alexa Comparative resistance and resilience of soil microbial communities and enzyme activities in adjacent native forest and agricultural soils.
Environmental Sciences

Environmental Sciences

Journal of Bioremediation & Biodegradation

Author(s): Chaer G, Fernandes M, Myrold D, Bottomley P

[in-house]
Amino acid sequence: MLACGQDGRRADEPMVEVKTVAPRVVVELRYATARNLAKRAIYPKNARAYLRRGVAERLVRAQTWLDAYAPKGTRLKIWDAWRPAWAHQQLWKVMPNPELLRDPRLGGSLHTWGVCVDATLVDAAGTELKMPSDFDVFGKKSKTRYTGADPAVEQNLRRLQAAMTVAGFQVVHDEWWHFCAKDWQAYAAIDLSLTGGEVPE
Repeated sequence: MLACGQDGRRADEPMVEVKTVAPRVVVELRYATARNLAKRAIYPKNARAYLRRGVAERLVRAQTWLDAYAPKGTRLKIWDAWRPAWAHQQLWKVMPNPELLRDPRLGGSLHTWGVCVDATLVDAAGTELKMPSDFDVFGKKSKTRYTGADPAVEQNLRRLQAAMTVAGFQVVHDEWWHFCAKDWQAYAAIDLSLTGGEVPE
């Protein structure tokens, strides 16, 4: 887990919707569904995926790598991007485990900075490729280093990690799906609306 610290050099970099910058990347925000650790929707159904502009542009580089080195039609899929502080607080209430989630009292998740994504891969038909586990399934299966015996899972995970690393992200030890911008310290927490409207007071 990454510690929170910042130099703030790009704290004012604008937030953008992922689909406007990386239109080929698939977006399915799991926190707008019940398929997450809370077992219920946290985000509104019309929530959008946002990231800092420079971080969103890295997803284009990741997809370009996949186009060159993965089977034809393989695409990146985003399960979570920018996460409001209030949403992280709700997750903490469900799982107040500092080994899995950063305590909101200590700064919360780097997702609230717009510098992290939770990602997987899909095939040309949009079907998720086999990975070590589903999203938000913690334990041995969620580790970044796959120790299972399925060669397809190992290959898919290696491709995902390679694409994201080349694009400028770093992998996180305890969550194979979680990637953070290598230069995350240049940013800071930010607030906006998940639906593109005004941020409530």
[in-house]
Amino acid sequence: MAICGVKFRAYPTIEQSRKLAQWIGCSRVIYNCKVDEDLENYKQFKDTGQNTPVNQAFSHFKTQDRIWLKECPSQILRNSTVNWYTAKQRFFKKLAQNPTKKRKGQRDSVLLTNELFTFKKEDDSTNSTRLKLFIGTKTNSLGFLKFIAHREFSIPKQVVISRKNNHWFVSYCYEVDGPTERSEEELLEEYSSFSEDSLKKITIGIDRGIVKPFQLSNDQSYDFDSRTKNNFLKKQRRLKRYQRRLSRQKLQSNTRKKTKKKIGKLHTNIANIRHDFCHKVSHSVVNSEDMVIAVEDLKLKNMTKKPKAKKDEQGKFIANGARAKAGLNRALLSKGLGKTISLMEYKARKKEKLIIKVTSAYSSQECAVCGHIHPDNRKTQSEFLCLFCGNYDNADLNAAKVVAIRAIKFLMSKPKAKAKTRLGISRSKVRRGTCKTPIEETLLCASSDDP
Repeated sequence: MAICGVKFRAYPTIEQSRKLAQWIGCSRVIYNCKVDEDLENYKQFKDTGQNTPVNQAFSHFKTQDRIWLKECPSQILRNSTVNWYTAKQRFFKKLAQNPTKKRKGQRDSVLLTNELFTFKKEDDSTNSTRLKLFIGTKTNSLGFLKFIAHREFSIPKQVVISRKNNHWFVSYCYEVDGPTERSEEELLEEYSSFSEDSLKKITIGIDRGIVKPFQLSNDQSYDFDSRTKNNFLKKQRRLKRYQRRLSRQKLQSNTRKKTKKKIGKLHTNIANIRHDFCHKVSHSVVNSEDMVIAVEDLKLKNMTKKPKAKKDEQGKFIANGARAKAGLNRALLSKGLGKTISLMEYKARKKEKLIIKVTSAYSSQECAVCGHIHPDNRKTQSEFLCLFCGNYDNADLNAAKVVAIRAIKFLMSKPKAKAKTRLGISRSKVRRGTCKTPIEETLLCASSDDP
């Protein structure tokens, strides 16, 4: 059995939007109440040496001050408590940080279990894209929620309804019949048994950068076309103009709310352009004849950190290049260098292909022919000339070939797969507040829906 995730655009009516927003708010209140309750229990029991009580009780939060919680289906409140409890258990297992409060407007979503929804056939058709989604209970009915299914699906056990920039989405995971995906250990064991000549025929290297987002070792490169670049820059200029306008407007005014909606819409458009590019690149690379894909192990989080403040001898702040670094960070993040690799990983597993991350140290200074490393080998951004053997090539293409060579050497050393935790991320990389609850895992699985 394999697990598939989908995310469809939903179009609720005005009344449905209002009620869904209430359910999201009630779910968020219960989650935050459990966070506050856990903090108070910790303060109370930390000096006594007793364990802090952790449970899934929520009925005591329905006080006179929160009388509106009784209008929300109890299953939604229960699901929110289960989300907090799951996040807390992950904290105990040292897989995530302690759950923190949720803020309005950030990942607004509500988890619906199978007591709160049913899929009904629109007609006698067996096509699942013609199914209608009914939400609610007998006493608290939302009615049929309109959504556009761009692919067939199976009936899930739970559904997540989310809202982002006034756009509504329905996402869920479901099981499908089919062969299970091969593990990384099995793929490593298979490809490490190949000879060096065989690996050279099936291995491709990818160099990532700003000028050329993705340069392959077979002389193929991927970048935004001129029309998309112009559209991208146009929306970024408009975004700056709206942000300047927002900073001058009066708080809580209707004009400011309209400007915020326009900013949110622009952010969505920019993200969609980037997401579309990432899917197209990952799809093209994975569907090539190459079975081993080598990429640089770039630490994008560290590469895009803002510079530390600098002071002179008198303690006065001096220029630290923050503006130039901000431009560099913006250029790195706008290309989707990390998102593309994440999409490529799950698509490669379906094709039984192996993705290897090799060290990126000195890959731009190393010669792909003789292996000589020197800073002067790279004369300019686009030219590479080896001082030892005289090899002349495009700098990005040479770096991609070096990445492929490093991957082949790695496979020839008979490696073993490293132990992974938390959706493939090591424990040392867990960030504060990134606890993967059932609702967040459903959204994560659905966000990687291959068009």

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Abstract Degradation of soil properties following deforestation and long-term soil cultivation may lead to decreases in soil microbial diversity and functional stability. In this study, we investigated the differences in the stability (resistance and resilience) of microbial community composition and enzyme activities in adjacent soils under either native tropical forest (FST) or in agricultural cropping use for 14 years (AGR). Mineral soil samples (0 to 5 cm) from both areas were incubated at 40 degrees C, 50 degrees C, 60 degrees C, or 70 degrees C for 15 min in order to successively reduce the microbial biomass. Three and 30 days after the heat shocks, fluorescein diacetate (FDA) hydrolysis, cellulase and laccase activities, and phospholipid-derived fatty acids-based microbial community composition were measured. Microbial biomass was reduced up to 25\% in both soils 3 days after the heat shocks. The higher initial values of microbial biomass, enzyme activity, total and particulate soil organic carbon, and aggregate stability in the FST soil coincided with higher enzymatic stability after heat shocks. FDA hydrolysis activity was less affected (more resistance) and cellulase and laccase activities recovered more rapidly (more resilience) in the FST soil relative to the AGR counterpart. In the AGR soil, laccase activity did not show resilience to any heat shock level up to 30 days after the disturbance. Within each soil type, the microbial community composition did not differ between heat shock and control samples at day 3. However, at day 30, FST soil samples treated at 60 degrees C and 70 degrees C contained a microbial community significantly different from the control and with lower biomass regardless of high enzyme resilience. Results of this study show that deforestation followed by long-term cultivation changed microbial community composition and had differential effects on microbial functional stability. Both soils displayed similar resilience to FDA hydrolysis, a composite measure of a broad range of hydrolases, supporting the concept of high functional redundancy in soil microbial communities. In contrast, the resilience of the substrate-specific activities of laccase and cellulase were lower in AGR soils, indicating a less diverse community of microorganisms capable of producing these enzymes and confirming that specific microbial functions are more sensitive measurements for evaluating change in the ecological stability of soils. This article was published in Microb Ecol and referenced in Journal of Bioremediation & Biodegradation

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